Solar cells now supply electricity to more than one million homes worldwide. World production of solar cells, which convert sunlight directly into electricity, soared to 742 megawatts in 2003, a jump of 32 percent in just one year. Japanese production of photovoltaics, which accounts for 49 percent of the world total, has benefited from a variety of government incentive programs. By 2002, the number of residential systems installed in Japan had reached 144,000. European production has also boomed, with a growth of 41 percent in 2003.
Germany, the second largest market for photovoltaics, positioned itself with the 100,000 Roofs Program, launched in late 1998, which provided 10-year low-interest loans for PV installation. By the end of 2003, German installed capacity was 400 MW, well beyond the initial goal of 300 MW. In contrast, PV production in the United States decreased by 14 percent in 2003, dropping to 104 MW. California’s Environmental Protection Agency recently proposed a Million Solar Homes Initiative that would require half of the new homes in the state to run on solar power within 10 years, with a goal of a total of 1 million solar homes within 13 years. China may soon become an important player in this field. According to officials, the government is ready to invest $1.2 billion in solar energy development over the next five years. It also expects to have a total installed capacity of more than 300 MW by 2005. Worldwide, the solar industry is a $7-billion-a-year business, and it is expected to continue growing as solar cell manufacturing costs decrease..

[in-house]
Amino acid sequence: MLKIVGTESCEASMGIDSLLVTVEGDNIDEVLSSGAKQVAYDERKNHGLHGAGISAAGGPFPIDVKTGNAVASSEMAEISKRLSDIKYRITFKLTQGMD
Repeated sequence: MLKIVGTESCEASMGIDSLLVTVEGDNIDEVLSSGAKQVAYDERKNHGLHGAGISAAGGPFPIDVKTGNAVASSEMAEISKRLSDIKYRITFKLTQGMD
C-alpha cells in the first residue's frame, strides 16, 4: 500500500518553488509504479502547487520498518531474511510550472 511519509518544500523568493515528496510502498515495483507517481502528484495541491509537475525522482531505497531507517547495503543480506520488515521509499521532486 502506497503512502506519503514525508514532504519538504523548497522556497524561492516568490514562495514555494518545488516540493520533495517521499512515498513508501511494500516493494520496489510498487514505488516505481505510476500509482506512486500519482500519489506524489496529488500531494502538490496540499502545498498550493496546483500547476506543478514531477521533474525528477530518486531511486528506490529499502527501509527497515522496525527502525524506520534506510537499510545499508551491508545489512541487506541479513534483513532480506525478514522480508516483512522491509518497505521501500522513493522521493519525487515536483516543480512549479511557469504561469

Rural areas in developing countries stand to benefit the most from solar energy. For the 1.7 billion people whose homes are not connected to an electrical grid, solar cells combined with storage batteries are often the cheapest source of electricity. Through microcredit programs with 30-month financing, the monthly costs of solar cells are often comparable to the cost of kerosene lamps and candles, usually the current source of light. PV systems offer high-quality electric lighting, which can enhance educational opportunities and provide access to information. A shift to solar energy also brings health benefits by allowing vaccines and other essentials to be refrigerated and by improving air quality as kerosene lamps are replaced.
Further sustained growth will be possible with increased funding for research and development and with continued economic incentives. The expansion of net metering laws, together with microcredit loans and the removal of distorting fossil fuel subsidies, would allow solar energy to compete in a more equitable marketplace. At the international level, global partnerships that provide opportunities to exchange experiences and market information, such as the Global PV Industry Platform launched in June 2004 by Japan, the United States, and Europe, are expected to reinforce local measures, bringing the world closer to a postñfossil fuel age.